Exploring the role of macroalgal traits on the feeding behaviour of a generalist herbivore in Malaysian waters
AbstractWith the potential adverse effects of climate change, it is essential to enhance the understanding of marine ecosystem dynamics, which can be driven by the co-evolutionary interaction between autotrophs and herbivores. This study looked into the autotroph-herbivore interactions in Malaysian waters, mainly to determine if autotroph nutritional quality significantly influences herbivore consumption rates. We documented the relative consumption rate of a generalist herbivore (Chanos chanos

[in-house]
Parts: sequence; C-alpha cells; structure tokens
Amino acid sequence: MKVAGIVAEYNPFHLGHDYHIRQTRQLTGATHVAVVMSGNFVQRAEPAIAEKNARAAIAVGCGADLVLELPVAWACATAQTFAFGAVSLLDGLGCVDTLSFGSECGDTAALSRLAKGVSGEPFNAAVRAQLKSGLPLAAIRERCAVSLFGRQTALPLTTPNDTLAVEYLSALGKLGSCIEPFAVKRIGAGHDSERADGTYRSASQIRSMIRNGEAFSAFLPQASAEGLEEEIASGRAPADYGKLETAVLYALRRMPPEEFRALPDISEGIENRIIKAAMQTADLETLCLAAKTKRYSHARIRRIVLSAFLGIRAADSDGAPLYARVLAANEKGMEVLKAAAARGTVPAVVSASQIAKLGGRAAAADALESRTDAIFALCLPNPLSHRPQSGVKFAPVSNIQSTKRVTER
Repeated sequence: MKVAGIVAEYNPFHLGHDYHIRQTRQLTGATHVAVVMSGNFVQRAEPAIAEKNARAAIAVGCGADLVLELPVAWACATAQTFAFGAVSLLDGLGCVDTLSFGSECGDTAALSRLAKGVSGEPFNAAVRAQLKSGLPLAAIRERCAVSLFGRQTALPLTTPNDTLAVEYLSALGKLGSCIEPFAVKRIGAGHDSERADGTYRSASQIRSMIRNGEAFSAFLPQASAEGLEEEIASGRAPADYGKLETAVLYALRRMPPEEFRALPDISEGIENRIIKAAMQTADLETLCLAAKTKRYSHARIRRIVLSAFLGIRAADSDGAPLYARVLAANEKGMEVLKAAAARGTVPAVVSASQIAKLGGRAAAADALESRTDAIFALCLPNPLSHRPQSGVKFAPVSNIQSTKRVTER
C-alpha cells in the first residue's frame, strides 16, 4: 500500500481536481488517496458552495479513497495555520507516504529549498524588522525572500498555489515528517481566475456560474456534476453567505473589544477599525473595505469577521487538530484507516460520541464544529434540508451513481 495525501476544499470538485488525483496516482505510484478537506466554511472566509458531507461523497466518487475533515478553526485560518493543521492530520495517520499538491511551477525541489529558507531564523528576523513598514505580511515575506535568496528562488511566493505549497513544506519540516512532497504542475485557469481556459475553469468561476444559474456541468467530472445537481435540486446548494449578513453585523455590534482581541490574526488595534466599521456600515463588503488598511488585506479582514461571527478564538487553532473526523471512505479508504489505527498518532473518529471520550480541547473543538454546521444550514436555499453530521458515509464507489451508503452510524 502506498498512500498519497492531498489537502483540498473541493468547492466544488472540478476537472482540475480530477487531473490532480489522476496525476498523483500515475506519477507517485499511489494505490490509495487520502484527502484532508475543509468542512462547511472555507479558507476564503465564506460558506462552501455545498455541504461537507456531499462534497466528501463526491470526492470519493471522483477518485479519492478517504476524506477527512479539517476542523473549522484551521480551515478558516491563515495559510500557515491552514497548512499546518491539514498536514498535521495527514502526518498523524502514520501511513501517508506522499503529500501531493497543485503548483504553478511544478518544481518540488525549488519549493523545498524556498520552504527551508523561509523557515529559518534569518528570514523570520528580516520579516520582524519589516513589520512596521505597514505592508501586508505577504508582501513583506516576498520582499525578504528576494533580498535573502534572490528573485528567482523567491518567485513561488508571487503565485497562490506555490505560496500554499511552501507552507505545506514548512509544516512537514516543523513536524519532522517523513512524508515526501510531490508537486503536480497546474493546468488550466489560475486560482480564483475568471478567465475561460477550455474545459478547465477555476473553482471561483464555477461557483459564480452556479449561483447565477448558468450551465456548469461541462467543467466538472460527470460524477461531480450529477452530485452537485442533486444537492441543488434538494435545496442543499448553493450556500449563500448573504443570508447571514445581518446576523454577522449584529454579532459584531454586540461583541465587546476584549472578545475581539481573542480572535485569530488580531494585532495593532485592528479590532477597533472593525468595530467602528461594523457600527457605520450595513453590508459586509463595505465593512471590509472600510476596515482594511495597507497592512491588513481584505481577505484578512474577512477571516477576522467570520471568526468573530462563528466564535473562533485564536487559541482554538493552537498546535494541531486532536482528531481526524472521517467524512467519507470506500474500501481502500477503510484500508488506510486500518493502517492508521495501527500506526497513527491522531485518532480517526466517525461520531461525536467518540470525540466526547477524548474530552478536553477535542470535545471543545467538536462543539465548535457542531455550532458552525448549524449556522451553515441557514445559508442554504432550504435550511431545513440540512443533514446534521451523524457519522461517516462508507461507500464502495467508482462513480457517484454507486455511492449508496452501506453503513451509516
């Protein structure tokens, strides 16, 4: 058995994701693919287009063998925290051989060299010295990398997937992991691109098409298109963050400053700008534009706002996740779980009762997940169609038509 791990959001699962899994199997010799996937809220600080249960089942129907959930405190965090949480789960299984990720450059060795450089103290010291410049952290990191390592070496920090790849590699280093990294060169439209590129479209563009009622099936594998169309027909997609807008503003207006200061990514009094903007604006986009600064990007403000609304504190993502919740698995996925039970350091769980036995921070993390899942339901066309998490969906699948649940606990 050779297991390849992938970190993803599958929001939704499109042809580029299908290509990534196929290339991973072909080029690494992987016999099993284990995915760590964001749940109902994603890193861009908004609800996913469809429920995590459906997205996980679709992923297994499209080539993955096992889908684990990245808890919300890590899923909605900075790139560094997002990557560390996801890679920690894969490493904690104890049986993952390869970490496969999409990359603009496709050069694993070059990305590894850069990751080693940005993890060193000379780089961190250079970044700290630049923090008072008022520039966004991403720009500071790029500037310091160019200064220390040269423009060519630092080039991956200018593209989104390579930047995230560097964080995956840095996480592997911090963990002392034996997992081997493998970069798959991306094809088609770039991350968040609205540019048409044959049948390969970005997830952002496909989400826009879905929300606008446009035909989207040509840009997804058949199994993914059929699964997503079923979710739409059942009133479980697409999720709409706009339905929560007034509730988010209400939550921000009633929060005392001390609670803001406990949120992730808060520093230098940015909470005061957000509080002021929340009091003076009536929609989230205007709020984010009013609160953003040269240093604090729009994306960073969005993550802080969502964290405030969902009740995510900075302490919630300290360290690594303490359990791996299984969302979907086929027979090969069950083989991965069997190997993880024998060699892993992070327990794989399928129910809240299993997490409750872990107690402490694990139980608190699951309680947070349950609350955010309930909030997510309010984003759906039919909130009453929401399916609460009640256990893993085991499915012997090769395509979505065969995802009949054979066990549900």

... Forsskål) obtained from the Straits of Malacca through multiple feeding trials using 12 macroalgal species collected from different coastal areas of the Straits of Malacca, the Straits of Johor, and the South China Sea. The herbivore fed selectively on the tested macroalgal species, with the most and least consumed species having the lowest and highest total nitrogen content, respectively. Besides total nitrogen content, the least consumed species also had the highest total phenolic content. Interestingly, we observed that the herbivore generally preferred to consume filamentous macroalgae, especially those collected from the South China Sea. Overall, our findings demonstrated that the feeding behaviour of a generalist herbivore could be influenced by the nutritional quality of the autotrophs, which may depend directly or indirectly on other factors such as autotroph morphology and geography.